Sculptor Ursula von Rydingsvard’s first solo exhibition in D.C. is on display at the National Museum of Women in the Arts through July 28. (Carlos Avendaño/Galerie Lelong & Co.) (Carlos Avenda�o/Carlos Avenda�o)

Friday, March 22

‘Ursula von Rydingsvard: The Contour of Feeling’ at the National Museum of Women in the Arts: The contemporary German artist is best known for her singular, large-scale sculptures, and the downtown museum is exhibiting a selection of her works from the past two decades. The 77-year-old sculptor uses mainly organic materials such as cedar wood to construct impressively textured pieces that are largely abstract. Much of von Rydingsvard’s work is influenced by her upbringing in post-World War II Germany — where her parents were working class eastern European immigrant farmers. The anticipated display of von Rydingsvard’s sculptures will be her first solo exhibition in D.C. Through July 28. Free-$10.

Carla Bley Trio at Atlas Performing Arts Center: CapitalBop, a local jazz advocacy group founded in 2010, for the first time announced a full spring season of concert presentations. The season includes regular installments of the Spotlight Residency and Jazz Loft series; performances featuring New York saxophonist Ben Wendel and experimental pianist Angelica Sanchez, respectively; and, in a co-presentation with the Washington Women in Jazz Festival, a rare appearance by composer, pianist and NEA Jazz Master Carla Bley at the Atlas Performing Arts Center on Friday. The 82-year-old jazz legend will perform with her usual trio, which includes bassist Steve Swallow and saxophonist Andy Sheppard. 8 p.m. $20-$25.

[How a flagging nonprofit D.C. jazz advocacy group picked up its tempo]

Hirshhorn Shuffle at the Hirshhorn Museum and Sculpture Garden: Museums don’t have to be a stodgy, solitary experience where it’s as quiet as a library. This guided midday program at the modern art museum will feature songs and musicians that respective artists listen to as they work while you walk by their exhibits throughout the museum. 3:30 to 4:30 p.m. Free.

Saturday, March 23

Pup-Up Bar at Midlands Beer Garden: Saturday is National Puppy Day, and your Insta/Snap/Twitter feeds will be overflowing with your frens’ photos of adorable doggos. But wouldn’t you rather boop (read: cuddle) puppies in real life, and maybe even take one home? Park View’s Midlands DC Beer Garden is hosting its first “Pup-Up Bar” in conjunction with Devils Backbone Brewing and City Dogs Rescue. A team of “puptenders” will deliver beer to tables (using saddle-like beer can carriers), while adoptable rescue dogs meet and greet the public. Well-behaved dogs are invited to the outdoor party, as Midlands provides a dog treat bar and a dog caricaturist. It’s a chance to hang out with your four-legged best friend — or find one. Even better: A portion of the proceeds benefits City Dogs. 1 to 4 p.m. Free; food and drink prices vary.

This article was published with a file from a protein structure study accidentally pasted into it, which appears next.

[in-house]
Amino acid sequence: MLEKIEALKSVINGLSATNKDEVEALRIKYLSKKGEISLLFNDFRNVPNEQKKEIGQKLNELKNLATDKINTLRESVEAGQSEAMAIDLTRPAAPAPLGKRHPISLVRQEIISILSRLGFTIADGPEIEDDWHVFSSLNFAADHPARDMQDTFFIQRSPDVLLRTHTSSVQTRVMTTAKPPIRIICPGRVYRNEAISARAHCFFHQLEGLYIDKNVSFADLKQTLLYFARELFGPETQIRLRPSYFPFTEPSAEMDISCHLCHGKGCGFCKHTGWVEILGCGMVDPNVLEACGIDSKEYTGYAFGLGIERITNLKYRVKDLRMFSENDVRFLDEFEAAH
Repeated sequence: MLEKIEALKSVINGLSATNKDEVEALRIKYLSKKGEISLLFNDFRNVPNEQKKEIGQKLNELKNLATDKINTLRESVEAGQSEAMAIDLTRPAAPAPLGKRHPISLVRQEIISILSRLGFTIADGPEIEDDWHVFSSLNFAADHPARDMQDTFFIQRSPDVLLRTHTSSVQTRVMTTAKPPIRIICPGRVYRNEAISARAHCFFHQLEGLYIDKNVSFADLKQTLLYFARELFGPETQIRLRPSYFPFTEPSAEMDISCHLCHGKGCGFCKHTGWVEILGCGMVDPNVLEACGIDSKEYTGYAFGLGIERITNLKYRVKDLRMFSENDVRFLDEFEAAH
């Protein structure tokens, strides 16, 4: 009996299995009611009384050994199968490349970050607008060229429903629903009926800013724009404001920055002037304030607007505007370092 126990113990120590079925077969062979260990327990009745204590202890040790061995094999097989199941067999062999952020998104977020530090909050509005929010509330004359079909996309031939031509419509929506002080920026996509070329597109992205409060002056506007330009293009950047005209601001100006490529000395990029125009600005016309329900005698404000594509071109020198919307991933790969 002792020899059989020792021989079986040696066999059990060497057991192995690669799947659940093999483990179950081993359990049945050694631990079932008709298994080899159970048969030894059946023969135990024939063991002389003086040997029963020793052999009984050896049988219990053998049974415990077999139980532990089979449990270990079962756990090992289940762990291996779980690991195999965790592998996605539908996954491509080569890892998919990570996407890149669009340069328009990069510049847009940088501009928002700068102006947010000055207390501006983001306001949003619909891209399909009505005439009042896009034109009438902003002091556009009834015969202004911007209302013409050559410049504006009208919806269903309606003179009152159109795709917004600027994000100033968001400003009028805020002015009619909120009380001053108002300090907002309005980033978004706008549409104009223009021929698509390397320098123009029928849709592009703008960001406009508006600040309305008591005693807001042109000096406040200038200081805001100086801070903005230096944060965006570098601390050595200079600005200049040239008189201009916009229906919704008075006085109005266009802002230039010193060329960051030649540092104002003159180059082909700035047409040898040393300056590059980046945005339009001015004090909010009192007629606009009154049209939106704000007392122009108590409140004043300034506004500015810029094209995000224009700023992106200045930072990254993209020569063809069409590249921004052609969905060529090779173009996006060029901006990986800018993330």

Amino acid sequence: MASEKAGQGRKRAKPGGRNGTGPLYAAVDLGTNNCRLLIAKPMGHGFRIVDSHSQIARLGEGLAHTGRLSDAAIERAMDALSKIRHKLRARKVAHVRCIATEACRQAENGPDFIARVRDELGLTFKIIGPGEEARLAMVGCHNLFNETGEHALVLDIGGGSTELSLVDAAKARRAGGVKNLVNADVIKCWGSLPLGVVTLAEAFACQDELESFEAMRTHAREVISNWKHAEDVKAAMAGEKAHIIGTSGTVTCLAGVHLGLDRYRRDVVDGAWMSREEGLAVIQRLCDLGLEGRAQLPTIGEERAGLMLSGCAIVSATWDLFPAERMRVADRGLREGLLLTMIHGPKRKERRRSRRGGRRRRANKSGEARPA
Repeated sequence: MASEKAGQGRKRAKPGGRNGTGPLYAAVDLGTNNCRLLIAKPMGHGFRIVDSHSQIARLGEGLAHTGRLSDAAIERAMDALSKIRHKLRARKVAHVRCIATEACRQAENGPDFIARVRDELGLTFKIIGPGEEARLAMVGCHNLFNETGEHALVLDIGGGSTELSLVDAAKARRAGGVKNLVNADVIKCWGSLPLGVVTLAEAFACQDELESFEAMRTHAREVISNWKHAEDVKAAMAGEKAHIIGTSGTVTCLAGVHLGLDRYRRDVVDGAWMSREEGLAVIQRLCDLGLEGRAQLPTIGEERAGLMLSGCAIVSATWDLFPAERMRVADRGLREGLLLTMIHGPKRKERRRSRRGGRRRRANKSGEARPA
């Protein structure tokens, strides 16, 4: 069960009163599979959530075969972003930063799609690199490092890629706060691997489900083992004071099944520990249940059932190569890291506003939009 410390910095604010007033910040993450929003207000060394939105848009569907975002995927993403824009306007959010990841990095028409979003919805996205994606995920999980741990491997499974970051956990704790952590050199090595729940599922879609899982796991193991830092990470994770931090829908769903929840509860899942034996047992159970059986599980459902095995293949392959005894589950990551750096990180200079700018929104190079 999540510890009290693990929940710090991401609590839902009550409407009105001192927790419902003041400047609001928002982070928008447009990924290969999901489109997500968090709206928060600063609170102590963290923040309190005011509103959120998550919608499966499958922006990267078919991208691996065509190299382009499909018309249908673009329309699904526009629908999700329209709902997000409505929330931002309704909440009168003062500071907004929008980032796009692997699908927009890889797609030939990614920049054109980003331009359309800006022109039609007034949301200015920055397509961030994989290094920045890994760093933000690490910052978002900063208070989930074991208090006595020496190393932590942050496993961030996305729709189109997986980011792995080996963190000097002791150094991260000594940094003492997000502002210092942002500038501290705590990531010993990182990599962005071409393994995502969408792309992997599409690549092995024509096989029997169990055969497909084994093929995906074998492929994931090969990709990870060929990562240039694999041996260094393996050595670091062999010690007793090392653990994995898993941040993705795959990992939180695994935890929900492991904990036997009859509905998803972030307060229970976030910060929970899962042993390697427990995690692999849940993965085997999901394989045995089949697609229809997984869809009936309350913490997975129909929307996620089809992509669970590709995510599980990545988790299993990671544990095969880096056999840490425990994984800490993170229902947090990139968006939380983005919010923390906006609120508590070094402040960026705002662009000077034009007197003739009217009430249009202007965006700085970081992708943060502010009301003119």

Cherry Blossom celebration at the Smithsonian American Art Museum: Cherry blossom season is blooming, and the American Art Museum’s annual festivities are a great way to mark the beginning of spring. The day starts (and ends) with a performance from Nen Daiko, a taiko drum ensemble, and also includes Japanese-inspired music, such as Les the DJ, who will spin an all-vinyl set of Japanese soul, funk, pop and disco. Beyond music, there will be face painting and crafts, including kite-decorating, for families. 11:30 a.m. to 3 p.m. Free.

The Black Love Experience at TheARC: In a city where conferences are often staid, the Black Love Experience elevates the usual chatter of workshops and panel discussions by blending it with live music and comedy. This event will bring together creative minds in the black community to promote and encourage collaboration across the arts. D.C. go-go fixtures Junkyard Band will perform on the main stage alongside local DJs and musicians, including Black Alley. In addition to vendors, food and cocktails, there will be services as wide-ranging as massage therapy and astrological readings. 7 p.m. $45-$150.

The Veil D.C. pop-up at the Bruery Store and Union Market Dock 5: Is there a more hyped brewery in the Mid-Atlantic than the Veil? The Richmond brewery’s heavily dry-hopped IPAs — hazy, juicy and laden with aromatics of citrus and tropical fruit — have fans lining up to buy cans every Tuesday. While the Veil’s beers make it up to selected bars in the D.C. area, cans are hardly ever sold outside the brewery. This Saturday, though, the Veil is coming to two locations around Union Market. The Bruery’s shop on Morse Street will have five beers in cans and a “blueberry double chocolate chip maple marshmallow mocha triple stacked pancake Imperial Stout” — clocking in at 11 percent ABV — on sale beginning at 11 a.m. (Prices haven’t been set, but the Veil’s recent beers, sold in four-packs of 16-ounce cans, have cost $15-$22.) A wider collection will be available up the road at Dock 5, where 18 different Veil beers, ranging from IPAs, double IPAs and triple IPAs to fruited goses, tropical sours and a lambic-style ale fermented on cherries. Six-ounce tasters of any beer are $6; full 12-ounce pours are $9. 11 a.m. to 8 p.m. Free admission.